Photo credit: Jon Law

HGVs – Henceforth Gas Vehicles?

This post was inspired by my recent attendance at the ADBA UK Biomethane & Gas Vehicle conference. You may not own or drive a car, but it is almost inevitable that part of your day-to-day your is delivered by heavy goods vehicle (HGV). That Amazon parcel, the food you bought in the supermarket, the pint […]

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Coral, wanted dead and alive; a brief excursion into the world of coral science

Today we have a guest post from Dr. Peter Tomiak who delves into the life and death of corals… I completed my undergraduate degree in Biology and Geology at the University of Bristol in 2008. Subsequently I undertook a sponsored internship with Save The Elephants, in Samburu National Park Kenya, before starting a short term position alongside Prof. Adrian Lister at […]

Yanley Landfill

Plastic packaging – a horror film

Zero Waste Week is an opportunity to reduce landfill waste & save money. In its seventh year, the week runs 1st – 7th September 2014. The theme is “One More Thing” – what one more thing could YOU do? Find out more at http://www.zerowasteweek.co.uk/ or on Twitter using #zerowasteweek Ever since I spent a summer […]

Mammatus_MSH

Science snap (#31): Mammatus clouds

After all the thunderous weather this weekend and being British, I thought I’d do a weather themed science snap. Don’t bolt yet; it’s a volcanic-weather themed! This is a picture of mammatus clouds following the eruption of Mount St. Helens in 1980. These clouds are pretty rare, unusual and distinctive. Formally, the Glossary of Meteorology […]

Aust cliff, near the Severn Bridge in south Gloucestershire. Photo credit: Charly Stamper

Science Snap (#30): Aust Cliff, Gloucestershire

One of the most fascinating things about geology is its ability to reveal global events from evidence contained within a single outcrop. The cliff exposure at Aust in Gloucestershire, UK, is a spectacularly colourful example of this. Located beneath the original Severn Bridge, and running alongside the Severn Estuary, the 40m tall rock face records […]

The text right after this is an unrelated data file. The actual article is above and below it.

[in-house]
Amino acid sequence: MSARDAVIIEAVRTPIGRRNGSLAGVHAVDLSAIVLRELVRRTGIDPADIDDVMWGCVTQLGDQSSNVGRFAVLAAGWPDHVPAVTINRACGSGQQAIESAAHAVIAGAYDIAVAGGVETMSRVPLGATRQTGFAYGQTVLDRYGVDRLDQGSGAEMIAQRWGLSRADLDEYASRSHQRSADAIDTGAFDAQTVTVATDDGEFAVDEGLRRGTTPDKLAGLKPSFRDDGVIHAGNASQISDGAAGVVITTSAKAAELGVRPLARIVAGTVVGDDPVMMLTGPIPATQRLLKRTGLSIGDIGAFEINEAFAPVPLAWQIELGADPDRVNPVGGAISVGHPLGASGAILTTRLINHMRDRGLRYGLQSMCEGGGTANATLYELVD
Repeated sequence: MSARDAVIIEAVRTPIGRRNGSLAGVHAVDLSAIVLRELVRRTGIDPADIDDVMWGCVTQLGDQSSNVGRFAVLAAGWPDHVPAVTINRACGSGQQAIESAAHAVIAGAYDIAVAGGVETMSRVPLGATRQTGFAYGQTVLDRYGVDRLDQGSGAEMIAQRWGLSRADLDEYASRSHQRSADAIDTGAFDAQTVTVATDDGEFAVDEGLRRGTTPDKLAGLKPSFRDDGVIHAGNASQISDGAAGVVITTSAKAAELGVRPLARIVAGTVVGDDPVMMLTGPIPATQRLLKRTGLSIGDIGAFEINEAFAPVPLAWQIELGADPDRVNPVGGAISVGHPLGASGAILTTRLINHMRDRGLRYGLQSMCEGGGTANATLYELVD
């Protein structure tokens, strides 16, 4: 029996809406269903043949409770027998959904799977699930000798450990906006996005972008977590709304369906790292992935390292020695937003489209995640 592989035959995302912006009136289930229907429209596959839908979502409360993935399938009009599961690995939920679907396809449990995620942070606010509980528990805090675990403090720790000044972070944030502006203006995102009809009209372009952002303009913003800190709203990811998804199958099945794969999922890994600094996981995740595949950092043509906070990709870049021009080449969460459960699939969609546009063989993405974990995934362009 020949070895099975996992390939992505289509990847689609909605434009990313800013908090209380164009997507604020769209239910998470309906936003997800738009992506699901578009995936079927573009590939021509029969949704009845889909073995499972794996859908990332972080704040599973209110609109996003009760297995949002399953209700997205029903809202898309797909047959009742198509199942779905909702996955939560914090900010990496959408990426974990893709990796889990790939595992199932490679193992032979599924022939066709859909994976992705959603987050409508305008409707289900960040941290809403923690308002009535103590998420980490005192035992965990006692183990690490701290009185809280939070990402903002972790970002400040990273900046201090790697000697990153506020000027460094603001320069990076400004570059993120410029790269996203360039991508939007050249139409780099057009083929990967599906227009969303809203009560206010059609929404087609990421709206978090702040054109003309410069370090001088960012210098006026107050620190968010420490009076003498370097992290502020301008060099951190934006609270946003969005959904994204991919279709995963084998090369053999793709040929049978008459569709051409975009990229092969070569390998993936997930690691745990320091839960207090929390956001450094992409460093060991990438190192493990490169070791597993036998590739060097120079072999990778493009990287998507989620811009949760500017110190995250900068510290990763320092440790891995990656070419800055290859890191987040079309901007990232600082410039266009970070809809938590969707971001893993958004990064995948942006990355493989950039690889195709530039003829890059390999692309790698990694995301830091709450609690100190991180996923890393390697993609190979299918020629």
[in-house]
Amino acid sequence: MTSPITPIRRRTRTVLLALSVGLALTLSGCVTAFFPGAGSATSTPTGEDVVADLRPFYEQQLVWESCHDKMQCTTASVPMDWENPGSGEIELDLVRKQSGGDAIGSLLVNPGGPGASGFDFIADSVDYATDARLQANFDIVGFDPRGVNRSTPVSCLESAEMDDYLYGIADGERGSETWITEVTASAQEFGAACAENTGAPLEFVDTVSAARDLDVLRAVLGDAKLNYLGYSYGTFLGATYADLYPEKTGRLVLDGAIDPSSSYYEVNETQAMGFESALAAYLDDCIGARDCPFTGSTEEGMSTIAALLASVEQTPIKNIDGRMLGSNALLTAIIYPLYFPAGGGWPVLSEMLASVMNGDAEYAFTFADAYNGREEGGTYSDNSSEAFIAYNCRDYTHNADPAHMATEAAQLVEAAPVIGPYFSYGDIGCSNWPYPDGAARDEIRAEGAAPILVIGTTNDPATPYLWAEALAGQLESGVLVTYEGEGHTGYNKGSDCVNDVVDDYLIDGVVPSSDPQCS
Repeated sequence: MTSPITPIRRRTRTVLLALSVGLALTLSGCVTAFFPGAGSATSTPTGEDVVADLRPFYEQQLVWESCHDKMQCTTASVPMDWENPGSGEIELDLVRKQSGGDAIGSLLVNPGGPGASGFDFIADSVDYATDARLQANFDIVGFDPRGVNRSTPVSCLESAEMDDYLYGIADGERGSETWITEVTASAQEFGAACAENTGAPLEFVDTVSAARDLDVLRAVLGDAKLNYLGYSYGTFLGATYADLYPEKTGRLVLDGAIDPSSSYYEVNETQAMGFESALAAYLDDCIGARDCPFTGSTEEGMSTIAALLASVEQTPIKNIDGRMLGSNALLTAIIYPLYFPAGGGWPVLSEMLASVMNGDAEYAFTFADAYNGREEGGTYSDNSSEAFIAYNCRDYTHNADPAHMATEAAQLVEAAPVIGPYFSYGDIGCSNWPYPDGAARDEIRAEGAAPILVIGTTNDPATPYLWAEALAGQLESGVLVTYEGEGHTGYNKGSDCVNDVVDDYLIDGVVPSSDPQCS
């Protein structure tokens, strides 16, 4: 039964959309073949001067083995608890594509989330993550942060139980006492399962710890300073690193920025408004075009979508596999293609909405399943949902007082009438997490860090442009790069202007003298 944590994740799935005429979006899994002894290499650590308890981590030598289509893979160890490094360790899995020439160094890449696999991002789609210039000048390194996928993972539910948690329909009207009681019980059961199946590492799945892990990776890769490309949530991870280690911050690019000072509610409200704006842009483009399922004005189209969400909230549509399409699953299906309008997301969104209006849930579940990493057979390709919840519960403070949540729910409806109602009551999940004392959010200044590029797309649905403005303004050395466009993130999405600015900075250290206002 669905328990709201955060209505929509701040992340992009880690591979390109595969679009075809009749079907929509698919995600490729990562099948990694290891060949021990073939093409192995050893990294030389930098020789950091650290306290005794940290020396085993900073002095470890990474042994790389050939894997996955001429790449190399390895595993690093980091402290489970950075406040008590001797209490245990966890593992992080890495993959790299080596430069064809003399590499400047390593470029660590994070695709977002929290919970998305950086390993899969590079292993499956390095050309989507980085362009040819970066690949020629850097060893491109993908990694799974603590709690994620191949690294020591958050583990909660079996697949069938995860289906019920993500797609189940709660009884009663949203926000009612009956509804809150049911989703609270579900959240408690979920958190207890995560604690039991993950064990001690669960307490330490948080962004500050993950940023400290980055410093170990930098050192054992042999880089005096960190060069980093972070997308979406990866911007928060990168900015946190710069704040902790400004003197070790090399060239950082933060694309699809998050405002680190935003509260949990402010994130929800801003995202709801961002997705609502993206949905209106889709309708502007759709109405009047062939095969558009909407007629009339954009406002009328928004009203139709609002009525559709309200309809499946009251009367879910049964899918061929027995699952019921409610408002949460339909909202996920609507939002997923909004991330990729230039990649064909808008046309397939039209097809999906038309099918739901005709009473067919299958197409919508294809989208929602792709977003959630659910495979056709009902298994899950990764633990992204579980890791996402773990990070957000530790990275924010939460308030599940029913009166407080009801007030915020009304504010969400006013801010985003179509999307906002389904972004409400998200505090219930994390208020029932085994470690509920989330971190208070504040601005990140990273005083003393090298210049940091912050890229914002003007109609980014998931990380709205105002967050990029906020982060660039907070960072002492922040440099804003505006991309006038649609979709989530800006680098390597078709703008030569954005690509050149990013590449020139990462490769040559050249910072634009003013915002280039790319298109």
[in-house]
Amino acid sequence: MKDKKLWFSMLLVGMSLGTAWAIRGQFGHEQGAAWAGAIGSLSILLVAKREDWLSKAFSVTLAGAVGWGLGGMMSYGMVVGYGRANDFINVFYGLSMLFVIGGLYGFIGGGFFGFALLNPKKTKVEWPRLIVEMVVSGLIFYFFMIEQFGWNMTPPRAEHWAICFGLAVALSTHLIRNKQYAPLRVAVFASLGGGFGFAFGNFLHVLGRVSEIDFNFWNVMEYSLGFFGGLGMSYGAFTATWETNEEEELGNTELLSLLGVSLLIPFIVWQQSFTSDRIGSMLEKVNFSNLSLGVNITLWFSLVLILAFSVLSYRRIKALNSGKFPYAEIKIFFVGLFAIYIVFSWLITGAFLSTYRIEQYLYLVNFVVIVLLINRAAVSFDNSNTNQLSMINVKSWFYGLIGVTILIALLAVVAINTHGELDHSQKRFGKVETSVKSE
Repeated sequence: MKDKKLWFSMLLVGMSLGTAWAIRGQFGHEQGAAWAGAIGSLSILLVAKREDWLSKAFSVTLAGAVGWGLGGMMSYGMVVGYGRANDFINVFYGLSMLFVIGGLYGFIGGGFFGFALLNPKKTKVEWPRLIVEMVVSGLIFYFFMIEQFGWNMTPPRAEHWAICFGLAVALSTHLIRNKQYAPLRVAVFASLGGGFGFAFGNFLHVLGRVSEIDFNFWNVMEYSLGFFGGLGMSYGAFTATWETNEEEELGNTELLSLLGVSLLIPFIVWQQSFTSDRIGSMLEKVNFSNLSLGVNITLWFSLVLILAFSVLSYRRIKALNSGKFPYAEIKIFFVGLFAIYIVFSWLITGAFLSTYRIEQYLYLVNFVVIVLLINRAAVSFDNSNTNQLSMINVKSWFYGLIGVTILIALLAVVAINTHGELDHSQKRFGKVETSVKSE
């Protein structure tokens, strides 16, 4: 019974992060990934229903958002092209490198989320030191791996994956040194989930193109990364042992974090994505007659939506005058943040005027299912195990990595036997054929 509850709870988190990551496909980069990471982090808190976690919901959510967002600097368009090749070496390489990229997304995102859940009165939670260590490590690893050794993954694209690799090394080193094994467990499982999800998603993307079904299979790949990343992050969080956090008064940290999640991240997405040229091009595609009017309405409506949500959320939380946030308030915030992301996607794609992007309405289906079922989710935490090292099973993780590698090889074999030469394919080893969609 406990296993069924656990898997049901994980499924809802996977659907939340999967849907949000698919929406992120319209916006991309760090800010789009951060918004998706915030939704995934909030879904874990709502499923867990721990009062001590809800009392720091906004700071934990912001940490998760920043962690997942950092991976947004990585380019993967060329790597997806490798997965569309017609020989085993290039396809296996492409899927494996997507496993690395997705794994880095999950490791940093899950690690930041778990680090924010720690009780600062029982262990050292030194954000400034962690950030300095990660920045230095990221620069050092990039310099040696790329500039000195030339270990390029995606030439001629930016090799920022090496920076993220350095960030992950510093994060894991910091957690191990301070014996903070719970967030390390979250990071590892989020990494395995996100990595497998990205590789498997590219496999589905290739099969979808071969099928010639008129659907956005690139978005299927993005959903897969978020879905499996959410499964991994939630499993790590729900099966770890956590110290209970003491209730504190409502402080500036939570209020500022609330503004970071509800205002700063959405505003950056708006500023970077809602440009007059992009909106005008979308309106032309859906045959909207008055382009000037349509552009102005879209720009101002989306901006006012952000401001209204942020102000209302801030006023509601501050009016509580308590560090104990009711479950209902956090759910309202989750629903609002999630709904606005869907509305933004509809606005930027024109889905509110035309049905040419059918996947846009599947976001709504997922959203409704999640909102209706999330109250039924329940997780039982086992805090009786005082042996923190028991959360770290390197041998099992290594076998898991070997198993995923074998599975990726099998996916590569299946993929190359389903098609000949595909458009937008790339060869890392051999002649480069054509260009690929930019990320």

Science Snap (#29): African Fairy Circles

Originally posted on the EGU blog network If you’re wandering among the arid desert that stretches from Angola to South Africa, you may notice the ground pot-marked by millions of circular barren patches. These striking features are known as “Fairy circles”, and can grow up to 15 meters in diameter. Tall grasses often surround these circles, further […]

Aim high, shoot low? UK recycling rates missing the target

Originally posted on the EGU blog network In 2008, the EU set a target for member countries to achieve a 50 % household recycling rate by 2020; last week, an amendment raised this figure to 70 %. The  graph below shows the latest available data for the UK. It doesn’t take a rocket scientist (or […]

Science Snap (#28): The Eye of the Sahara

Originally posted on the EGU blog network Surrounded by thousands of square miles of ubiquitous desert, the “Eye of the Sahara” peers out from the Earth’s surface and at nearly 50 km wide, its easily visible from space too. The “Eye of the Sahara” is known as a Richat Structure, a geological feature consisting of […]

Science Snap (#28): Brandberg Massif, Namibia

Originally posted on the EGU blog network Brandberg Massif is Namibia’s highest mountain, but if you look from above, you’ll notice it’s no ordinary one. Brandberg is a single mass of granite that pierced its way through the Earth’s crust into the Namib Desert. Looking at the Landsat 7 image, Brandberg is a circular dark […]

Review of the BGS myVolcano iPhone app

Originally posted on the EGU blog network A few months ago, Elspeth posted a review of her top geology-themed mobile phone apps. Since then, the resourceful folk at the British Geological Survey (BGS) have come up with a new contender; here we take a look at myVolcano.